Savvy journalists have adapted (or have been forced to adapt) to a new, more collaborative publishing model online. Here are my notes from a keynote presentation I delivered on this topic at the OCLC Collaboration Forum, held at the Smithsonian, on September 21.
Matsuo Kinsaku was born around 1644 in Japan. As a young man, he became a master of a form of collaborative poetry.
It was a kind of party game: A poetry master would kick things off with a pithy short verse, and then other people in the group would collaborate (and compete) to come up with subsequent verses, each one subtly or cleverly linked to the one before.
He was very successful and popular, but around 1682 Matsuo became dissatisfied and started traveling around Japan.
As he went, he wrote compressed travelogues interspersed with very short poems. They were kind of like those kick-off verses, except they stood on their own.
Over time, his new approach gained popularity, power and subtlety. He took on the poetic name of Basho, and his artform is known today as haiku.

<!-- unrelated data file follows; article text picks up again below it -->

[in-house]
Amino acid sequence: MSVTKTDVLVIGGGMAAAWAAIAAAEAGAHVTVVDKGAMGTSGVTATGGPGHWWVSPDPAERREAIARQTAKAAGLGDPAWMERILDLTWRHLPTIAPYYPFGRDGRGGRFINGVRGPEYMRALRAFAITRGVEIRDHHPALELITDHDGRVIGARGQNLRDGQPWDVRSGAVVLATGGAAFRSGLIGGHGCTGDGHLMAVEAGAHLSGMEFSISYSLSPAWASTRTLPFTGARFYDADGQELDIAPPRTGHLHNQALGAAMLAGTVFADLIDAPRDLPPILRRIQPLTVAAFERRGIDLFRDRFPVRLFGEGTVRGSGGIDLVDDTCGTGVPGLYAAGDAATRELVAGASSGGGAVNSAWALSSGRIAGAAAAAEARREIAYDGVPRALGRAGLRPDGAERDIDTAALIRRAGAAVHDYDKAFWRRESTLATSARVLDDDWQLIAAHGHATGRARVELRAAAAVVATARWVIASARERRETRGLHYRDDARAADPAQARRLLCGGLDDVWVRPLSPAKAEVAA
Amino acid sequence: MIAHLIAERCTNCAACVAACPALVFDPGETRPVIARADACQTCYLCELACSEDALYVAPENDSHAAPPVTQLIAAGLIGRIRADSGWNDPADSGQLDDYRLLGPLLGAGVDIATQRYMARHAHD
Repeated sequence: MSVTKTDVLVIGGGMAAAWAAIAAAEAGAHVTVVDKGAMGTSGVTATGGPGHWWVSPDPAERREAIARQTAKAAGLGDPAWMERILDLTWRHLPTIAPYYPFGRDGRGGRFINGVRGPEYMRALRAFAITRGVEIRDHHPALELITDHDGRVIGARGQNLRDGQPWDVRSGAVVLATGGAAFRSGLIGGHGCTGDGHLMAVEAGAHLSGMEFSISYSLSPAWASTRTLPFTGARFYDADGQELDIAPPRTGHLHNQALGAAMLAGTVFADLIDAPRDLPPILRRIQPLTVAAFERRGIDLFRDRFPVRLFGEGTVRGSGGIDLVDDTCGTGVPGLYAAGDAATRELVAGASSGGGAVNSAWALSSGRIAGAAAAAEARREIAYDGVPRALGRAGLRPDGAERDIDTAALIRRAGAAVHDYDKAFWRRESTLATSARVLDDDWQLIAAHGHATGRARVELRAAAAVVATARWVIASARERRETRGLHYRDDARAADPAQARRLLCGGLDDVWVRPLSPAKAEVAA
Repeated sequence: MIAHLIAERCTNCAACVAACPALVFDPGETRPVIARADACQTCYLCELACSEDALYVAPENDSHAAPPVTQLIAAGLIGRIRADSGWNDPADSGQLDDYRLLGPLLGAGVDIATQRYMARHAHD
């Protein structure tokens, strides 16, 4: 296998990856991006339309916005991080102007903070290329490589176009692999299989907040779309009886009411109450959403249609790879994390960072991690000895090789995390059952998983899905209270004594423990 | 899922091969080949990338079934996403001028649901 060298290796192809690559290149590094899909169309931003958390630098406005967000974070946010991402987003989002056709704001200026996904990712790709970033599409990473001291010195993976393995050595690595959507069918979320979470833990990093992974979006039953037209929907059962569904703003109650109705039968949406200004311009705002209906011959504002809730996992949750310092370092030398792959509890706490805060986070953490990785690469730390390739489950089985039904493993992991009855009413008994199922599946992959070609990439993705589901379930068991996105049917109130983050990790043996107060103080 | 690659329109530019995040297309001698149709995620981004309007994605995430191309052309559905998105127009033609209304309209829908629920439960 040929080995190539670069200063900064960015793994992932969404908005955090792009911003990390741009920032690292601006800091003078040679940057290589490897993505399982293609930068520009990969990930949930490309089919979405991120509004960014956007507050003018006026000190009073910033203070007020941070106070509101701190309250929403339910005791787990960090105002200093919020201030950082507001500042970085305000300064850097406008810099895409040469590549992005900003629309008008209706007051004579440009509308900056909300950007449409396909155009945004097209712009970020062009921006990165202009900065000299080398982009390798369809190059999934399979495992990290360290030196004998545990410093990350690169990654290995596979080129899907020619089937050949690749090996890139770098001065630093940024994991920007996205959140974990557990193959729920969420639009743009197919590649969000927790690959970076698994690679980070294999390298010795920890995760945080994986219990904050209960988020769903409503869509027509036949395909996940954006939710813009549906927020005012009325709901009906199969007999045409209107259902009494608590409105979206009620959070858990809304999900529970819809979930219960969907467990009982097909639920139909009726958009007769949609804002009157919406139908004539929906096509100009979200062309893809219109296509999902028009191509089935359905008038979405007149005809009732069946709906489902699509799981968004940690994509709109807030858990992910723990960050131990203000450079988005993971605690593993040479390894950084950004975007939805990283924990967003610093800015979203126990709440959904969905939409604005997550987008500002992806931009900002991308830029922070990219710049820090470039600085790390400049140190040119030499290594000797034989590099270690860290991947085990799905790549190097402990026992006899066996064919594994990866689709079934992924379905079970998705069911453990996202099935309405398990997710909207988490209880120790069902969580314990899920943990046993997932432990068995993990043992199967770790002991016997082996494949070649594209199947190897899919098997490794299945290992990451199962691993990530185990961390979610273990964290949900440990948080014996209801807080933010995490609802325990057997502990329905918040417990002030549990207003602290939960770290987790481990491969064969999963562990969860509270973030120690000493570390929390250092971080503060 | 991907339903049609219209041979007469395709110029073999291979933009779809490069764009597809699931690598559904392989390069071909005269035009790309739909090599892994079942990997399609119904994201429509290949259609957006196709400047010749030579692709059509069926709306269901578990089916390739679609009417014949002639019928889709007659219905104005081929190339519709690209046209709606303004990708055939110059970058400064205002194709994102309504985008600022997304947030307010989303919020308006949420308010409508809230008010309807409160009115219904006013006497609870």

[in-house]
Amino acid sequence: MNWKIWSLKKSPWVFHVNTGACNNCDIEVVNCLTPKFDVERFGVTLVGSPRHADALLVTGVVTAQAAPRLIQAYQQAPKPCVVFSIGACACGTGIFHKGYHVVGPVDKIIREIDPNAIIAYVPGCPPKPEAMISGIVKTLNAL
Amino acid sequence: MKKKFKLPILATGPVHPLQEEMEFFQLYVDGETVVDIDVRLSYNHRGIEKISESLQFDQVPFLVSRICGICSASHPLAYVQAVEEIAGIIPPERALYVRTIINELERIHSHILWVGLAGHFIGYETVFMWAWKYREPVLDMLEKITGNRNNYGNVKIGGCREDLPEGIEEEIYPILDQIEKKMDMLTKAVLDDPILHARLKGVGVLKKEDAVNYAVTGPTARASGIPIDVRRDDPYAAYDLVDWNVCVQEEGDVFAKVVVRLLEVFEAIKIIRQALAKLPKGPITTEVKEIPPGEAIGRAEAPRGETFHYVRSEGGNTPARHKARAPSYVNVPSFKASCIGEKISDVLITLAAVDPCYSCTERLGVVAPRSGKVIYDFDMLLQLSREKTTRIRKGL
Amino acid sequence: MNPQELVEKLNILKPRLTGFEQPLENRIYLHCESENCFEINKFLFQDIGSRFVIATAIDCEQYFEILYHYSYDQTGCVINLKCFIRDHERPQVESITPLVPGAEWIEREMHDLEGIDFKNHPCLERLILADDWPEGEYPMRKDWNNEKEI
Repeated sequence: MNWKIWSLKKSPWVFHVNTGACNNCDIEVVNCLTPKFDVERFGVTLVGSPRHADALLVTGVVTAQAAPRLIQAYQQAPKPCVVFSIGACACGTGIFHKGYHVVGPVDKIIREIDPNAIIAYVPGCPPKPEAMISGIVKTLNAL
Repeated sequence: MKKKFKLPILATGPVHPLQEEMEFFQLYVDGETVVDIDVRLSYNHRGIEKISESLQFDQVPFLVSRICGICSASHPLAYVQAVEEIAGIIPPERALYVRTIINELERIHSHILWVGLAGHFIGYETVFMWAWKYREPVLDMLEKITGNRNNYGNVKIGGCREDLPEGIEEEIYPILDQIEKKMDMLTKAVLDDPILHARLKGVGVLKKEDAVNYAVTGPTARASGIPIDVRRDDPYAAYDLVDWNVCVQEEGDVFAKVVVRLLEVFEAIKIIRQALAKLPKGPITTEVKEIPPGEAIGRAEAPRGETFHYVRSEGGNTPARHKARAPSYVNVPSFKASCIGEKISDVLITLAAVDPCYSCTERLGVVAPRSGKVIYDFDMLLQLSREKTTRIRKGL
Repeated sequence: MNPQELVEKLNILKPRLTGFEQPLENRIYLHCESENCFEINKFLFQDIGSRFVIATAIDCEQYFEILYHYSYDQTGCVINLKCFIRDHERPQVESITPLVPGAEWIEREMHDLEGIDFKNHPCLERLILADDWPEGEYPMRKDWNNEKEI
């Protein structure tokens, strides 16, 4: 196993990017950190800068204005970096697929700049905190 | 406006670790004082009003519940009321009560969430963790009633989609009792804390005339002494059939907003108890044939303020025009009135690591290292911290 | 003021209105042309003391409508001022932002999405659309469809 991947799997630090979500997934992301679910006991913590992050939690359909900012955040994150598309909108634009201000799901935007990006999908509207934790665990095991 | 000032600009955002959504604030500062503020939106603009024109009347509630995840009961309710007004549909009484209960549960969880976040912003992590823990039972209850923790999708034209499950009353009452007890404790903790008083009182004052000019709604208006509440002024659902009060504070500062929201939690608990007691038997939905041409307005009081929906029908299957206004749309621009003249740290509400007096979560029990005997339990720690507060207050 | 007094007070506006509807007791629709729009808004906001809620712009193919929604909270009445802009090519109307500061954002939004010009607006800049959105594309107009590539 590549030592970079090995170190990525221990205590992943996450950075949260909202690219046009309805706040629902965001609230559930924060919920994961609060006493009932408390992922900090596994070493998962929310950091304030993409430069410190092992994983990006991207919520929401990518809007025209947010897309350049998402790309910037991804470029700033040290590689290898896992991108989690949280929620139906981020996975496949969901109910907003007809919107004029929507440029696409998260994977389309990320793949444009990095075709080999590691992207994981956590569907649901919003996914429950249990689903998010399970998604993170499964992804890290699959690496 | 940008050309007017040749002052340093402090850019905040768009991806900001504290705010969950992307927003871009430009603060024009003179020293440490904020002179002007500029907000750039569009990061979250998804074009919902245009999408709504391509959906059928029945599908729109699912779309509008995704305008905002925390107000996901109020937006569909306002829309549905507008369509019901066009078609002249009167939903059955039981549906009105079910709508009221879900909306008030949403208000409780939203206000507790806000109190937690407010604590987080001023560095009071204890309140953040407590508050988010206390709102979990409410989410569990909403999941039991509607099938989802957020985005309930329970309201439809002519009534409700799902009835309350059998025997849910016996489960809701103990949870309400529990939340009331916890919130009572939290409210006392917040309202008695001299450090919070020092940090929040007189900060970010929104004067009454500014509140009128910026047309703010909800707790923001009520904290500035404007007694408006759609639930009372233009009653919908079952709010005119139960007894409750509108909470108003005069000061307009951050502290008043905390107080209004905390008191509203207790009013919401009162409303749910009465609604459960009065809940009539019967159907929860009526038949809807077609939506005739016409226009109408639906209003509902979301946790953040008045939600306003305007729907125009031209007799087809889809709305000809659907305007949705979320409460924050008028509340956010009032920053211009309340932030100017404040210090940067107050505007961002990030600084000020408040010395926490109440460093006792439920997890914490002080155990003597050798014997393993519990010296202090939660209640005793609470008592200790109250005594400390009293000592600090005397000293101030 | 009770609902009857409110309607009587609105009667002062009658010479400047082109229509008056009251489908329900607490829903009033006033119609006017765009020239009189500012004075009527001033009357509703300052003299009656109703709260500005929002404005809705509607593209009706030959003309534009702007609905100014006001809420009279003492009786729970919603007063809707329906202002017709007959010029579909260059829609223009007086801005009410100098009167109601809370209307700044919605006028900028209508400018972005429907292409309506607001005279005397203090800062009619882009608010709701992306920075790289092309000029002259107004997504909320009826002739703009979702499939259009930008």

Since the 17th century it’s been primarily an individual activity, like other poetry.
But in my work over the past decade publishing an online journal of haiku, tinywords, I’ve seen haiku come full circle. On tinywords.com, haiku are published as poems, like on any other literary journal. But like many websites, we also allow readers to post comments, or as I like to call them, “responses.”
In some cases, those responses are simply comments like “great work” or “beautiful imagery.” But sometimes, people post their own haiku in response. On occasion, that’s sparked a whole chain of linked verses, each one responding to the one that came before.
A similar thing, I think, is happening in journalism.